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Source-Goal asymmetry: evidence from East Caucasian

The project focuses on asymmetries in the linguistic encoding of spatial relations, primarily on the asymmetric linguistic treatment of Source and Goal in East Caucasian (Nakh-Daghestanian) languages, and is integrated with SALTA (Spatial Asymmetries across Languages: A Typological Approach), a project funded by the French National Research Agency (ANR). The asymmetries observed cross-linguistically are multifaceted, and the scope of their empirical coverage across languages of the world is still relatively limited. As a result, while it is assumed that they are motivated by cognitive mechanisms underlying the linguistic conceptualization of space, it is not yet clear how exactly cognitive motivations shape the observed asymmetries; or, in a data-driven / analytical perspective, how one should reconstruct these motivations based on the observed asymmetries. On the one hand, Goal is more central to grammar, since it is expressed by more grammaticalized means (i.e. more strongly bounded forms). On the other hand, Source appears to be conceptually more salient, since it tends to be expressed more often by dedicated formal means. Including data of East Caucasian languages - languages which have extremely rich systems of inflectional locatives and for which I have extensive first-hand data based on my own fieldwork - will extend the empirical basis of the study of asymmetries. The project I propose here will contribute to disentangling these different perspectives on the asymmetry and thus further our understanding of spatial cognition.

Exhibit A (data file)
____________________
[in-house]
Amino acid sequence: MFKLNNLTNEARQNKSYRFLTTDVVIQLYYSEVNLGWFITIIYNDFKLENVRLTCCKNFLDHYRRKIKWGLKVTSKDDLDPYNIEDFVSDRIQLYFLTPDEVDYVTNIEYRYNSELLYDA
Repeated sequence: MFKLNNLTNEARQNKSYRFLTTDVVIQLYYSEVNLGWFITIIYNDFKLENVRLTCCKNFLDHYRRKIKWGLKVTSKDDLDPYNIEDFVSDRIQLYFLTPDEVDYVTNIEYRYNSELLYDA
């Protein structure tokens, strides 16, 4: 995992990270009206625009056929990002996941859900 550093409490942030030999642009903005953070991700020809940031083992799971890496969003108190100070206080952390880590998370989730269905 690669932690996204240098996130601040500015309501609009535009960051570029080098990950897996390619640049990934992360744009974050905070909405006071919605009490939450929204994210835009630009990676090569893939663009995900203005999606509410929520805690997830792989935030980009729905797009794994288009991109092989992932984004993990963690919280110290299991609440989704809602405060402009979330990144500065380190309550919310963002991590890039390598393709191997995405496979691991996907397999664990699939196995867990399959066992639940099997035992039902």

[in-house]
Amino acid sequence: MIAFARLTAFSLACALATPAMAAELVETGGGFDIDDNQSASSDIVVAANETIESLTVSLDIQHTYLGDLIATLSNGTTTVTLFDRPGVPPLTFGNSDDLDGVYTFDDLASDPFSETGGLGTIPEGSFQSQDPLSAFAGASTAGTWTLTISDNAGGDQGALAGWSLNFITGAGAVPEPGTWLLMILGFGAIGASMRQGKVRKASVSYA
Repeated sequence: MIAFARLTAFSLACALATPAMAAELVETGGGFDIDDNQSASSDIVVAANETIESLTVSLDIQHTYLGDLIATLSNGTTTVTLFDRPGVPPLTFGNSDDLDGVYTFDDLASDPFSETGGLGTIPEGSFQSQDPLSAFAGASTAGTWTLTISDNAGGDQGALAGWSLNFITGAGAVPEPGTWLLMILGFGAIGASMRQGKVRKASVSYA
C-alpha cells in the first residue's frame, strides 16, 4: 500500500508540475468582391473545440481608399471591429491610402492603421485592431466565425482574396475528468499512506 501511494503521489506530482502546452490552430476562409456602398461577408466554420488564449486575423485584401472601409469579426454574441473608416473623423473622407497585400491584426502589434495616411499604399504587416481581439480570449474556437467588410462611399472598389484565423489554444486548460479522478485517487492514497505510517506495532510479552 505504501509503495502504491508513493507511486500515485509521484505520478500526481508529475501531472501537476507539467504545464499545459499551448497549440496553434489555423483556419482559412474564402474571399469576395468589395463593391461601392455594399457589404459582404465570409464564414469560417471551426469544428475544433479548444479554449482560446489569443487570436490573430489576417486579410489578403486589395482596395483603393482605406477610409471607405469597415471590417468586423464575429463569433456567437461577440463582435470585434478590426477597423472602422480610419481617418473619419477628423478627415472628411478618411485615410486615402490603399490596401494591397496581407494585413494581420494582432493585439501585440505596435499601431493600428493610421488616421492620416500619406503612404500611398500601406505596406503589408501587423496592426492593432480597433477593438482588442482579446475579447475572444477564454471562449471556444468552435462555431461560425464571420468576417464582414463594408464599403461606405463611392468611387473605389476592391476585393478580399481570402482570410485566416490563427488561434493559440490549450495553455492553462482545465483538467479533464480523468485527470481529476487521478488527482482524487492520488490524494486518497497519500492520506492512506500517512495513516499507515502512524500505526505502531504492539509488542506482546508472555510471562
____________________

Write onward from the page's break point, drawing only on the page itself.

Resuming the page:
Activities / Resume


Michael Daniel’s areas of interest include languages of the Caucasus, linguistic typology, particularly morphology and morphosyntax, and sociolinguistics, particularly variationist studies and contact linguistics. Major projects he took part in include the World Atlas of Language Structures, Eastern Armenian National Corpus, the Ustja River Basin Corpus, the Atlas of Multilingualism in Daghestan and Number in the World’s Languages. He does descriptive, documentation and sociolinguistic fieldwork in various languages of Daghestan, including Archi, Mehweb, Rutul, and Tukita; as well as Alutor (Chukotkan), Nganasan (Uralic), Mishar Tatar and Chuvash (Turkic). He does typological research on grammatical categories, including number, case and spatial relations.